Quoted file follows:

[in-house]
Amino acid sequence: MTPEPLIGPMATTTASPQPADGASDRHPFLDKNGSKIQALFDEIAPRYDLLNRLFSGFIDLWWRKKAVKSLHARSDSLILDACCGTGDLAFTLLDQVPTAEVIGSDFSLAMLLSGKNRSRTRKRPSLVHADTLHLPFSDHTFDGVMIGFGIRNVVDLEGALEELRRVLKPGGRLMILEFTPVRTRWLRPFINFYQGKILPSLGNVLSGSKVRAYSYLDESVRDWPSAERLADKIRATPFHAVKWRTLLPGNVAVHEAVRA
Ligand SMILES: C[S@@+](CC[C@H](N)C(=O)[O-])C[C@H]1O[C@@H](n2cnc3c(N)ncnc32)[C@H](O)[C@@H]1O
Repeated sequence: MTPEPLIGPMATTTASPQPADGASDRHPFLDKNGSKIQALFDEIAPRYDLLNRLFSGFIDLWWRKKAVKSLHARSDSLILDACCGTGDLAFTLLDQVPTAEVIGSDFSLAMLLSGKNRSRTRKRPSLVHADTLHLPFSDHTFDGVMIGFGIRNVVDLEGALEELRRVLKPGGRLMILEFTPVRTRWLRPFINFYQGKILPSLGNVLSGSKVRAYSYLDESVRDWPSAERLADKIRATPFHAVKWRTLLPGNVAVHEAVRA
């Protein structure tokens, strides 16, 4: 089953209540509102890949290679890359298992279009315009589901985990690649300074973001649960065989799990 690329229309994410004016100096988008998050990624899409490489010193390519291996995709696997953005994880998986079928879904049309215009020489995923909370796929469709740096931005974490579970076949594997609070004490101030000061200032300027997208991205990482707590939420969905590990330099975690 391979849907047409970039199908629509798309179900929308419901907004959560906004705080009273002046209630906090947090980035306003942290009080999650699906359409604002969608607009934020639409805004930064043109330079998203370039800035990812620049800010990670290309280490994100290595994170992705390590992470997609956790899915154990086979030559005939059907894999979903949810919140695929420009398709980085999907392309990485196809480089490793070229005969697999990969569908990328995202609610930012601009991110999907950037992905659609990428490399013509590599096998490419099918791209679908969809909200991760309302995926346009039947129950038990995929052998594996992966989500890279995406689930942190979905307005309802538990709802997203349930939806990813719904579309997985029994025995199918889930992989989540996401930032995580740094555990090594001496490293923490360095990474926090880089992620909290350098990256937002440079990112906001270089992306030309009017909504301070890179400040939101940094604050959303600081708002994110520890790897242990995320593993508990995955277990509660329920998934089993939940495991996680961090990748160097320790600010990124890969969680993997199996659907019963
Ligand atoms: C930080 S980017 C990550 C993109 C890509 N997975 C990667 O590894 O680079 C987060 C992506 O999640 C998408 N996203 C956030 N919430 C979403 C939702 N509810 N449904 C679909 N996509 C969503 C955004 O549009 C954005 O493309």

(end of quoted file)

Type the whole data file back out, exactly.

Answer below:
[in-house]
Amino acid sequence: MTPEPLIGPMATTTASPQPADGASDRHPFLDKNGSKIQALFDEIAPRYDLLNRLFSGFIDLWWRKKAVKSLHARSDSLILDACCGTGDLAFTLLDQVPTAEVIGSDFSLAMLLSGKNRSRTRKRPSLVHADTLHLPFSDHTFDGVMIGFGIRNVVDLEGALEELRRVLKPGGRLMILEFTPVRTRWLRPFINFYQGKILPSLGNVLSGSKVRAYSYLDESVRDWPSAERLADKIRATPFHAVKWRTLLPGNVAVHEAVRA
Ligand SMILES: C[S@@+](CC[C@H](N)C(=O)[O-])C[C@H]1O[C@@H](n2cnc3c(N)ncnc32)[C@H](O)[C@@H]1O
Repeated sequence: MTPEPLIGPMATTTASPQPADGASDRHPFLDKNGSKIQALFDEIAPRYDLLNRLFSGFIDLWWRKKAVKSLHARSDSLILDACCGTGDLAFTLLDQVPTAEVIGSDFSLAMLLSGKNRSRTRKRPSLVHADTLHLPFSDHTFDGVMIGFGIRNVVDLEGALEELRRVLKPGGRLMILEFTPVRTRWLRPFINFYQGKILPSLGNVLSGSKVRAYSYLDESVRDWPSAERLADKIRATPFHAVKWRTLLPGNVAVHEAVRA
């Protein structure tokens, strides 16, 4: 089953209540509102890949290679890359298992279009315009589901985990690649300074973001649960065989799990 690329229309994410004016100096988008998050990624899409490489010193390519291996995709696997953005994880998986079928879904049309215009020489995923909370796929469709740096931005974490579970076949594997609070004490101030000061200032300027997208991205990482707590939420969905590990330099975690 391979849907047409970039199908629509798309179900929308419901907004959560906004705080009273002046209630906090947090980035306003942290009080999650699906359409604002969608607009934020639409805004930064043109330079998203370039800035990812620049800010990670290309280490994100290595994170992705390590992470997609956790899915154990086979030559005939059907894999979903949810919140695929420009398709980085999907392309990485196809480089490793070229005969697999990969569908990328995202609610930012601009991110999907950037992905659609990428490399013509590599096998490419099918791209679908969809909200991760309302995926346009039947129950038990995929052998594996992966989500890279995406689930942190979905307005309802538990709802997203349930939806990813719904579309997985029994025995199918889930992989989540996401930032995580740094555990090594001496490293923490360095990474926090880089992620909290350098990256937002440079990112906001270089992306030309009017909504301070890179400040939101940094604050959303600081708002994110520890790897242990995320593993508990995955277990509660329920998934089993939940495991996680961090990748160097320790600010990124890969969680993997199996659907019963
Ligand atoms: C930080 S980017 C990550 C993109 C890509 N997975 C990667 O590894 O680079 C987060 C992506 O999640 C998408 N996203 C956030 N919430 C979403 C939702 N509810 N449904 C679909 N996509 C969503 C955004 O549009 C954005 O493309």